Your main band Galactic has been going since ’94.

We started playing together as Galactic Prophylactic in 1992. We then restructured the band in ’94 and brought out our first record in ’96. We’ve been on the road for 21years now. We’re recording songs at the moment and will release some new singles soon. Also I’ve just been working on this new record that’s coming out this week.

That was my next question. You’re about to release a new album called ‘With You In Mind’ celebrating the songs of Allen Toussaint. Tell me more about that.

(Author’s note: release date was the 21st of July 2017)

It was all a very “in the moment” idea. We had actually been rehearsing and preparing original material to record but then learned of Allen’s passing and decided to just completely go into a different direction.

I’m very happy about the way the record came out. We did a lot of post-production, vocal overdubs, percussion overdubs – we really fleshed it out. I don’t think it sounds anything at all like a put together thing.

We have Maceo Parker on a couple of tunes as well. I feel very fortunate to have been able to put all these people together for the album.

So the original idea of the album was original music by your current trio?

It was stuff written by our bass player, he writes a lot of tunes. A bunch of stuff he has done, maybe some James Black stuff and a few other friends of ours. Similar to the ‘Conversations’ record I’ve done. We just wanted to go in and record compositions by friends of ours and New Orleans artists, but changed direction once we heard about Allen passing away.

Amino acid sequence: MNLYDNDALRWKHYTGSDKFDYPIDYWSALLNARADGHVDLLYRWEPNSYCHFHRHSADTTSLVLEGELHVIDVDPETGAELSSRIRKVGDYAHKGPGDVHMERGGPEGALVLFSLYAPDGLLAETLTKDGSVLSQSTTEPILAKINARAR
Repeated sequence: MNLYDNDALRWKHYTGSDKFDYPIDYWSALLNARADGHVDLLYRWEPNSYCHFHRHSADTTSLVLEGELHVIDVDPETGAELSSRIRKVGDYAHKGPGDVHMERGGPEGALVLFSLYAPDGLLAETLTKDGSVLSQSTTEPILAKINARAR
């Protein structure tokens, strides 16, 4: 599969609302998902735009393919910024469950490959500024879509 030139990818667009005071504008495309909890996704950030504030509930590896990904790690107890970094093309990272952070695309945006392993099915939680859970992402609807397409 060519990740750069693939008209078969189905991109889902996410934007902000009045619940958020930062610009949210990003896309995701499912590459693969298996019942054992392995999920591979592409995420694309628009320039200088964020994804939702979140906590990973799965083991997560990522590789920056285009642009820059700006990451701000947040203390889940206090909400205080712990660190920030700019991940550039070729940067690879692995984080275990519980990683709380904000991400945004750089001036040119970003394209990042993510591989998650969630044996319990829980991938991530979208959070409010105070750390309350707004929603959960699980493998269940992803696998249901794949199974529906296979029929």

Photo Marc Pagani

So we can expect another album pretty soon seeing as all the new stuff is prepared already?

It’s very likely…

You seem to often have lots of guests from the New Orleans music scene on your records. Is there a particularly strong musical community there or are you more of an ambassador bringing people together?

It’s a little bit of both I think. It’s a very community based music scene, a lot of people know each other and it’s like one big family. It’s great to have access to all these amazing artists (especially singers) and we like drawing from all these amazing artists we have at our disposal.

That’s just what I did for this new Allen Toussaint record too. We started thinking we should have vocals on the songs. Who do we call? Let’s ring Cyril (Neville). He came in to sing on a song or two and we just called him back to do lots more. We had Ivan Neville, Erica Falls, Kiki Philips, Nicholas Payton, Donald Harrison Jr., Trombone Shorty, Eric Bloom, Skerik…. Because we changed direction for the album so last minute, we didn’t have time to come up with pre-production, we just kind of did it all in the moment, collaborating together. “What do we want on this song?” “Well let’s call these horn players and this vocalist.” Being here made it all happen. Living in New Orleans is like living in the greatest musical toolbox that you can possibly imagine. You have all these amazing artists at your disposal, so we just started calling them up.